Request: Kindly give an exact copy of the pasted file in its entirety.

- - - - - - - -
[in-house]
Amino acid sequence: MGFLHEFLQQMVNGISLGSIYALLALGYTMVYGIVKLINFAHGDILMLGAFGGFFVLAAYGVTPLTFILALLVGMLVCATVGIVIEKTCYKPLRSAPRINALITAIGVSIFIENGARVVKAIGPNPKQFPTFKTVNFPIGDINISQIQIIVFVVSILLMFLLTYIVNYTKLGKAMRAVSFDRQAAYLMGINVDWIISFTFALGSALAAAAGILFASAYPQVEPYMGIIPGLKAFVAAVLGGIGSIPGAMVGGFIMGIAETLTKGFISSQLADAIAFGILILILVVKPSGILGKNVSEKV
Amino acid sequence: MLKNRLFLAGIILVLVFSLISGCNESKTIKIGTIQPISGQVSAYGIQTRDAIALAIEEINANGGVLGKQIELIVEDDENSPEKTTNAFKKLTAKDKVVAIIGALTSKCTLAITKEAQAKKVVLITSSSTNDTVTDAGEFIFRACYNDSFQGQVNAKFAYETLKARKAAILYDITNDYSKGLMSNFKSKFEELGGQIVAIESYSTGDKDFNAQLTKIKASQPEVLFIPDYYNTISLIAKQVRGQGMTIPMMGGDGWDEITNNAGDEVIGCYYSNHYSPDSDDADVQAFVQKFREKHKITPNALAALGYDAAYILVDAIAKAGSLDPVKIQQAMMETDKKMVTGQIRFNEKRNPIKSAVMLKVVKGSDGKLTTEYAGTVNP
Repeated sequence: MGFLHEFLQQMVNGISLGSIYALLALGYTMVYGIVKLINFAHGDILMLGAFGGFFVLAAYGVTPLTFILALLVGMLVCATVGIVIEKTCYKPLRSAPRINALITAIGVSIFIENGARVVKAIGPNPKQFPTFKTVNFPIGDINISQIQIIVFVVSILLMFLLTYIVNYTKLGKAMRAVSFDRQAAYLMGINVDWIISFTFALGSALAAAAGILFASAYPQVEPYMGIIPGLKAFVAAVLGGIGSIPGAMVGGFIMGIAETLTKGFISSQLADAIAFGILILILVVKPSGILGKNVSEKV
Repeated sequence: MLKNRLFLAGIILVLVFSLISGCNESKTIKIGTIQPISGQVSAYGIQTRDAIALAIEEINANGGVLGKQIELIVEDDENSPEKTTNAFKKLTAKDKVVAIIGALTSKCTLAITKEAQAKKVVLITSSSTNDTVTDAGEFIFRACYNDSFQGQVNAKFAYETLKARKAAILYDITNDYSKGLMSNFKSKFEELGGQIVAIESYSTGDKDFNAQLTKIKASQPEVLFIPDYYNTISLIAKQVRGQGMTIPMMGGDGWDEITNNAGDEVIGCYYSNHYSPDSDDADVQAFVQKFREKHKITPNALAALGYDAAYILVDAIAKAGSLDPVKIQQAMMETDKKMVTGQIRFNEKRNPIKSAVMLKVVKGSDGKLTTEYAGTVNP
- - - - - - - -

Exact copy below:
[in-house]
Amino acid sequence: MGFLHEFLQQMVNGISLGSIYALLALGYTMVYGIVKLINFAHGDILMLGAFGGFFVLAAYGVTPLTFILALLVGMLVCATVGIVIEKTCYKPLRSAPRINALITAIGVSIFIENGARVVKAIGPNPKQFPTFKTVNFPIGDINISQIQIIVFVVSILLMFLLTYIVNYTKLGKAMRAVSFDRQAAYLMGINVDWIISFTFALGSALAAAAGILFASAYPQVEPYMGIIPGLKAFVAAVLGGIGSIPGAMVGGFIMGIAETLTKGFISSQLADAIAFGILILILVVKPSGILGKNVSEKV
Amino acid sequence: MLKNRLFLAGIILVLVFSLISGCNESKTIKIGTIQPISGQVSAYGIQTRDAIALAIEEINANGGVLGKQIELIVEDDENSPEKTTNAFKKLTAKDKVVAIIGALTSKCTLAITKEAQAKKVVLITSSSTNDTVTDAGEFIFRACYNDSFQGQVNAKFAYETLKARKAAILYDITNDYSKGLMSNFKSKFEELGGQIVAIESYSTGDKDFNAQLTKIKASQPEVLFIPDYYNTISLIAKQVRGQGMTIPMMGGDGWDEITNNAGDEVIGCYYSNHYSPDSDDADVQAFVQKFREKHKITPNALAALGYDAAYILVDAIAKAGSLDPVKIQQAMMETDKKMVTGQIRFNEKRNPIKSAVMLKVVKGSDGKLTTEYAGTVNP
Repeated sequence: MGFLHEFLQQMVNGISLGSIYALLALGYTMVYGIVKLINFAHGDILMLGAFGGFFVLAAYGVTPLTFILALLVGMLVCATVGIVIEKTCYKPLRSAPRINALITAIGVSIFIENGARVVKAIGPNPKQFPTFKTVNFPIGDINISQIQIIVFVVSILLMFLLTYIVNYTKLGKAMRAVSFDRQAAYLMGINVDWIISFTFALGSALAAAAGILFASAYPQVEPYMGIIPGLKAFVAAVLGGIGSIPGAMVGGFIMGIAETLTKGFISSQLADAIAFGILILILVVKPSGILGKNVSEKV
Repeated sequence: MLKNRLFLAGIILVLVFSLISGCNESKTIKIGTIQPISGQVSAYGIQTRDAIALAIEEINANGGVLGKQIELIVEDDENSPEKTTNAFKKLTAKDKVVAIIGALTSKCTLAITKEAQAKKVVLITSSSTNDTVTDAGEFIFRACYNDSFQGQVNAKFAYETLKARKAAILYDITNDYSKGLMSNFKSKFEELGGQIVAIESYSTGDKDFNAQLTKIKASQPEVLFIPDYYNTISLIAKQVRGQGMTIPMMGGDGWDEITNNAGDEVIGCYYSNHYSPDSDDADVQAFVQKFREKHKITPNALAALGYDAAYILVDAIAKAGSLDPVKIQQAMMETDKKMVTGQIRFNEKRNPIKSAVMLKVVKGSDGKLTTEYAGTVNP